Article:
a propósito de Passos Coelho dizer que medida mais “sensata” contra desemprego seria baixar salário mínimo…
Dados comparativos para o salário mínimo nos países da Europa (União Europeia e fora da União Europeia) e Estados Unidos.
(This article illustrates how minimum wage levels – established by national legislation or directly by national intersectoral agreement – vary considerably among European Union (EU) Member States and within the euro area; it also provides a comparison with the situation in Croatia, Turkey and the United States.)
Minimum wage statistics published by Eurostat refer to monthly national minimum wages; data are published as on 1st of January and 1st of July each year. For countries where the national minimum wage is not set monthly (e.g. hourly or weekly) the rates are converted into monthly rates according to conversion factors directly supplied by the countries:
- Ireland: (hourly rate x 39 hours x 52 weeks) / 12 months;
- France: data January 1999 to January 2005: (hourly rate x 39 hours x 52 weeks) / 12 months; data from July 2005: (hourly rate x 35 hours x 52 weeks) / 12 months;
- Malta: (weekly rate x 52 weeks) / 12 months;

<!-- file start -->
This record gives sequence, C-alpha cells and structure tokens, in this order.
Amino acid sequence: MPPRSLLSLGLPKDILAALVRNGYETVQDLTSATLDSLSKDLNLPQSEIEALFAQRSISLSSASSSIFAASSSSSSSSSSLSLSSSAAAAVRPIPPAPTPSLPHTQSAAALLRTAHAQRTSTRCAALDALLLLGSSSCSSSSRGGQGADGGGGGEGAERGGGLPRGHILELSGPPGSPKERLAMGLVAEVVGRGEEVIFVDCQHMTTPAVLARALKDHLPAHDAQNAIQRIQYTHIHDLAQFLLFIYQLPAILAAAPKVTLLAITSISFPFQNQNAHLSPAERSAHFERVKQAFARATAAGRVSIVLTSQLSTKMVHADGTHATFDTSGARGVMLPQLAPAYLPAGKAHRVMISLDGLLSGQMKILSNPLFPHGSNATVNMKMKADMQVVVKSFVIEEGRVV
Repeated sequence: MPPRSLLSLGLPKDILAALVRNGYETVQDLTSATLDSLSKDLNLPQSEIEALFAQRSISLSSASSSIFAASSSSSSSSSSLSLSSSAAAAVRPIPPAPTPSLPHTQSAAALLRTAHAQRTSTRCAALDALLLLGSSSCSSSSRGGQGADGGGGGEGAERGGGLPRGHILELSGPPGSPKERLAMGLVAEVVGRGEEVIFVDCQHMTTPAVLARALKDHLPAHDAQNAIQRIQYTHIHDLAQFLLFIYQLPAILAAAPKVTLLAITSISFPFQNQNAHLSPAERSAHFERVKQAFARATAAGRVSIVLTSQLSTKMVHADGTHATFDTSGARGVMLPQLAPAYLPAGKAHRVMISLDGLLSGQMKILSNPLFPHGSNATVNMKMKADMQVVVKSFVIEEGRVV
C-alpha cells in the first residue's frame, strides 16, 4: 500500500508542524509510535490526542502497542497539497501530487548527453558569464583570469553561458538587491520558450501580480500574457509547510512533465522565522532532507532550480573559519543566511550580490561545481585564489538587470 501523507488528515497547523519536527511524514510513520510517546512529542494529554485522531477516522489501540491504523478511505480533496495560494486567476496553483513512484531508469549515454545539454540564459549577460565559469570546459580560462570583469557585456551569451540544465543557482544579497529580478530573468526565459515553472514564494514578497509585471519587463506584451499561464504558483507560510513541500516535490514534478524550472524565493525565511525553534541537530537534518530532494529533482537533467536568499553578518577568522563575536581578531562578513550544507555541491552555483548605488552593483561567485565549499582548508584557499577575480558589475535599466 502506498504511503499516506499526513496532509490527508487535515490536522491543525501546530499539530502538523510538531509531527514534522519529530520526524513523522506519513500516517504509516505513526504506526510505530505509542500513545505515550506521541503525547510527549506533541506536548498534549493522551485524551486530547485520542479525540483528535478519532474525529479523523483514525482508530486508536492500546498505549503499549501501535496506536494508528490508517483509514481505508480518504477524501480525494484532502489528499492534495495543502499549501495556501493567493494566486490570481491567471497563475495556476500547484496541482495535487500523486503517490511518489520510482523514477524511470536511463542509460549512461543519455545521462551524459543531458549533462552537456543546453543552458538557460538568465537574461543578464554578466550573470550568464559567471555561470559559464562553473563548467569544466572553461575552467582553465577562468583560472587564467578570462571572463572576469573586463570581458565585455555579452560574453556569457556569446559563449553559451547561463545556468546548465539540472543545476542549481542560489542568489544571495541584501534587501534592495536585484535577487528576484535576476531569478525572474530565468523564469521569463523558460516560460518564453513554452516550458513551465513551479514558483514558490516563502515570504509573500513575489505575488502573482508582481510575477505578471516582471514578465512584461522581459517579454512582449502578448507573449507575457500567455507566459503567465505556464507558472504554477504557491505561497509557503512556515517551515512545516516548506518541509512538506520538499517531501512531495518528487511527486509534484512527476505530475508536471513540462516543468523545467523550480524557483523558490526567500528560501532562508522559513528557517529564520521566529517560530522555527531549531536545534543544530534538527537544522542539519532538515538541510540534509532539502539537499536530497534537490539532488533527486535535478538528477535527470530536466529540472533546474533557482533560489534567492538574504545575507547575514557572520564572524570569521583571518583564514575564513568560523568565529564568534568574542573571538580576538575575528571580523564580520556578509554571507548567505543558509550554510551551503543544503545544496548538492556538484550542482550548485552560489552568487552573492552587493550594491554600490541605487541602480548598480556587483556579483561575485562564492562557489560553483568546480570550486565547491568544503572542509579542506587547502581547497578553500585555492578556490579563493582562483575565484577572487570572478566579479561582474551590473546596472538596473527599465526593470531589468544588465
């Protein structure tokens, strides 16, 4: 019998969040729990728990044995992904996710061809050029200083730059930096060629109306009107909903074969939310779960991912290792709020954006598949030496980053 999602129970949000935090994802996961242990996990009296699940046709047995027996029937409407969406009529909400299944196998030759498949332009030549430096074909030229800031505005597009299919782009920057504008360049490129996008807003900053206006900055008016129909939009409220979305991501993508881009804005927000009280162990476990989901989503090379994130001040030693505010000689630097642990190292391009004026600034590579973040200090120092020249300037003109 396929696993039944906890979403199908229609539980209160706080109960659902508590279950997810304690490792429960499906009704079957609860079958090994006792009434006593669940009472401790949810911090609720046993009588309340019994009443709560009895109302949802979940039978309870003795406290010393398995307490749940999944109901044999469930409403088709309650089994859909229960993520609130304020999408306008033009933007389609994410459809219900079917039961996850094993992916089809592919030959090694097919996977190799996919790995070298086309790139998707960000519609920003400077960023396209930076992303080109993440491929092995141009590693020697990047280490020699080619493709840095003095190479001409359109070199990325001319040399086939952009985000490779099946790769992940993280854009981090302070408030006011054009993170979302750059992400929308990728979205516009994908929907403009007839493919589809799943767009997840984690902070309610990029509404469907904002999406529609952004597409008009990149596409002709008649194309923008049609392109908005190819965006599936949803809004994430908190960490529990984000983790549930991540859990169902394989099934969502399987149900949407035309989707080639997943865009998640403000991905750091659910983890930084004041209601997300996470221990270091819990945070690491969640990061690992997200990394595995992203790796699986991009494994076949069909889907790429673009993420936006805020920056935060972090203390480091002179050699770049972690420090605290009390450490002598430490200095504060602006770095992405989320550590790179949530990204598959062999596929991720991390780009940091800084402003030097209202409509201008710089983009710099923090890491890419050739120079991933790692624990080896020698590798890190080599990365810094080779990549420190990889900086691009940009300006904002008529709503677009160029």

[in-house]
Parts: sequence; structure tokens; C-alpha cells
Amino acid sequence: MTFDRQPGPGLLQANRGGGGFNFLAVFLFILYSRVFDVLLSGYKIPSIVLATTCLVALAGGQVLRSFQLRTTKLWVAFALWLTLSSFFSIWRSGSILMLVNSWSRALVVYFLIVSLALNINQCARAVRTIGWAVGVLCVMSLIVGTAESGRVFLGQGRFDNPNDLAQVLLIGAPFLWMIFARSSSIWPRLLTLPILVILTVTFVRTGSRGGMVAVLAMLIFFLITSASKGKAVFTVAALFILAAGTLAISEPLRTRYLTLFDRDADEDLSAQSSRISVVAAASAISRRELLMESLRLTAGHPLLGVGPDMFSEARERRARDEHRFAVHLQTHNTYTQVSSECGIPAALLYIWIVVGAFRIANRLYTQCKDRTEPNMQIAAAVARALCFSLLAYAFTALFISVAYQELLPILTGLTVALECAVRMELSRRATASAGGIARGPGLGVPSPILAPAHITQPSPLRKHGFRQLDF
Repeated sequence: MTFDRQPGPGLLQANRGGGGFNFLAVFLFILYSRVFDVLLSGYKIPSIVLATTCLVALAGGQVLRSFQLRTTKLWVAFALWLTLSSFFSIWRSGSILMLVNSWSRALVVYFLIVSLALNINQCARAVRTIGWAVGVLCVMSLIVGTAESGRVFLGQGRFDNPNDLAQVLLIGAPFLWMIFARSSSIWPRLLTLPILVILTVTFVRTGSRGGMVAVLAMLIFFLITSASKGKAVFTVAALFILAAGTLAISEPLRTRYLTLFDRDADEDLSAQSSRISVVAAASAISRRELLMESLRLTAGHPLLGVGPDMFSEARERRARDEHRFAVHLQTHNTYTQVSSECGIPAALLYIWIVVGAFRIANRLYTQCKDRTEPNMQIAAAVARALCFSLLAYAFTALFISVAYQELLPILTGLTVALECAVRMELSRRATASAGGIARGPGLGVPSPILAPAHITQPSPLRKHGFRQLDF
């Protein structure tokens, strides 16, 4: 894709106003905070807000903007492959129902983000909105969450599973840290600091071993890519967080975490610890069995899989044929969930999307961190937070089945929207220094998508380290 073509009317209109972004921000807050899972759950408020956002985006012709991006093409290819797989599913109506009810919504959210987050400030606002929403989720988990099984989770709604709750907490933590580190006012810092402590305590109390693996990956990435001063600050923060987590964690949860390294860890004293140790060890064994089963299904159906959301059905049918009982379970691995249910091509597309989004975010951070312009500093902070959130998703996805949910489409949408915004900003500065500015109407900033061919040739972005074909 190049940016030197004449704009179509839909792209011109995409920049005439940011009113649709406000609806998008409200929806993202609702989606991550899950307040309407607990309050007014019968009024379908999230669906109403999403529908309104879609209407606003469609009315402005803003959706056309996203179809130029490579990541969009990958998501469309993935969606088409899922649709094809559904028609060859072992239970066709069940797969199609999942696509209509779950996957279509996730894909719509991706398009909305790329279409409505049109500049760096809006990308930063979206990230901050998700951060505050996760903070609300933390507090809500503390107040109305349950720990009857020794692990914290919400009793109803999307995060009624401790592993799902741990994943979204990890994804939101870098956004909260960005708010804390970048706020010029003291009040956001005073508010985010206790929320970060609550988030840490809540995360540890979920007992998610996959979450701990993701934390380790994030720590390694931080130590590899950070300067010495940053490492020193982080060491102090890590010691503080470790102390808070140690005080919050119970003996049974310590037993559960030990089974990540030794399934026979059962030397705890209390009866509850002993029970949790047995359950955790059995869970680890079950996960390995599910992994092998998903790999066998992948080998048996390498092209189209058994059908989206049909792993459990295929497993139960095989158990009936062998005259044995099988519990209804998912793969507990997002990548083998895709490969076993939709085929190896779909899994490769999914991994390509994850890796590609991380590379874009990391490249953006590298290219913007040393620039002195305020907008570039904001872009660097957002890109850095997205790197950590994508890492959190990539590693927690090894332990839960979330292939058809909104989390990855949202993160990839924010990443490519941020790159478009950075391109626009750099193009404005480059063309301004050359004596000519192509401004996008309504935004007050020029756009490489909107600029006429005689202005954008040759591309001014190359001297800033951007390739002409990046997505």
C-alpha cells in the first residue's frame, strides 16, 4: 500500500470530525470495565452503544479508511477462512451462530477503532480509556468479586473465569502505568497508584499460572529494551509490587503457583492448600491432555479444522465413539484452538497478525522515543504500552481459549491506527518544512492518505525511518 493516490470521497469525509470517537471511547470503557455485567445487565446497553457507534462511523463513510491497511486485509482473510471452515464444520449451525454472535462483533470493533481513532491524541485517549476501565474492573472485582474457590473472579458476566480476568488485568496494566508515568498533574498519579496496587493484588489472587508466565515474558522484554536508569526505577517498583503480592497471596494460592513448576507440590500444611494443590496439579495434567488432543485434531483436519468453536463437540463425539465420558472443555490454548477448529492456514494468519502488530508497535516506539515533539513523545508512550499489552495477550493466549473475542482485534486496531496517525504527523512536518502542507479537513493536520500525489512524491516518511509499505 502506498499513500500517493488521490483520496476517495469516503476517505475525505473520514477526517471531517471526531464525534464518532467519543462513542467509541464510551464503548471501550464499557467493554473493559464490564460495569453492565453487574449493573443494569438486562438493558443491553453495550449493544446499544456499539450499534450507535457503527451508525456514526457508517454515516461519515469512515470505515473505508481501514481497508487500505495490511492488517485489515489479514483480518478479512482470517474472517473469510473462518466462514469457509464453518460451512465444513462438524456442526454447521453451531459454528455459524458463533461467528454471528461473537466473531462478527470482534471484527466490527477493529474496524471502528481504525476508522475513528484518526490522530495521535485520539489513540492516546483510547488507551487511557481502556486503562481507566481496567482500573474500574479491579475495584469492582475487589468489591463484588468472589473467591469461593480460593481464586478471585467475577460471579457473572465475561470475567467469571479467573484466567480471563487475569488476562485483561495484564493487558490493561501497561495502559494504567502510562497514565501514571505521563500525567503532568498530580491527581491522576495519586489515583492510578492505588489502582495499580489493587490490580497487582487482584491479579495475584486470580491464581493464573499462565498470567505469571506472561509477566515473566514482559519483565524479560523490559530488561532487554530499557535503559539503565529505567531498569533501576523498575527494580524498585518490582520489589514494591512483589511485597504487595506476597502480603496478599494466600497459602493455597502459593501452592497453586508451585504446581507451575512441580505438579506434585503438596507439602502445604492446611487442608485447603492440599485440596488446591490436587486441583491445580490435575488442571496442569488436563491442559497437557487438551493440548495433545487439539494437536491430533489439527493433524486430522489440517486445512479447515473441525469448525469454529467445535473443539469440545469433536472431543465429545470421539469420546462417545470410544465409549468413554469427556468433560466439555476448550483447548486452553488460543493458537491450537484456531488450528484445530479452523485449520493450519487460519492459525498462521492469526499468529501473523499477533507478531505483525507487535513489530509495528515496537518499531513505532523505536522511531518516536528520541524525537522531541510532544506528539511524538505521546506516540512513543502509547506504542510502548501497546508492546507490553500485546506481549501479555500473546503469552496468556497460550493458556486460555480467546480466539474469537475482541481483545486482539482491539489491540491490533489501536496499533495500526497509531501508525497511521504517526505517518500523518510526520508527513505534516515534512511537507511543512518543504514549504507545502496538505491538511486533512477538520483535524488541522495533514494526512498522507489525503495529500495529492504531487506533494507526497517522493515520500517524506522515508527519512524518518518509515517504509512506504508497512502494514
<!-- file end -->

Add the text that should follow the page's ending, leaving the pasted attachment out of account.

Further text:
- United Kingdom: (Hourly rate x Mean Basic Paid Hours per week for full-time employees in all sectors x 52.18 weeks) / 12 months;
- United States: (hourly rate x 40 hours x 52 weeks) / 12 months.
In addition, when the minimum wage is paid for more than 12 months per year (as in Greece, Spain and Portugal, where it is paid for 14 months a year), data have been adjusted to take these payments into account.
The figure shows the minimum monthly wage levels expressed in euro in the Member States, Croatia, Turkey and the United States in January 2013. Among the Member States, the gross minimum wage ranged from EUR 157 (Romania) to EUR 1 874 (Luxembourg).
The 20 Member States concerned together with Croatia, Turkey and the United States can be divided into three groups based on the level of minimum wage on 1 January 2013.
The first group includes the eleven countries with the lowest minimum wages, between EUR 100 and EUR 500 a month: Romania, Bulgaria, Latvia, Lithuania, the Czech Republic, Estonia, Slovakia, Hungary, Croatia, Poland and Turkey.
The second group comprises five Member States (Portugal, Greece, Malta, Spain and Slovenia) and the United States with an intermediate level of minimum wages, from over EUR 500 to just below EUR 1 000 a month.
The third group comprises six Member States (the United Kingdom, France, Ireland, the Netherlands, Belgium and Luxembourg) in which the minimum wage was above EUR 1 200 per month.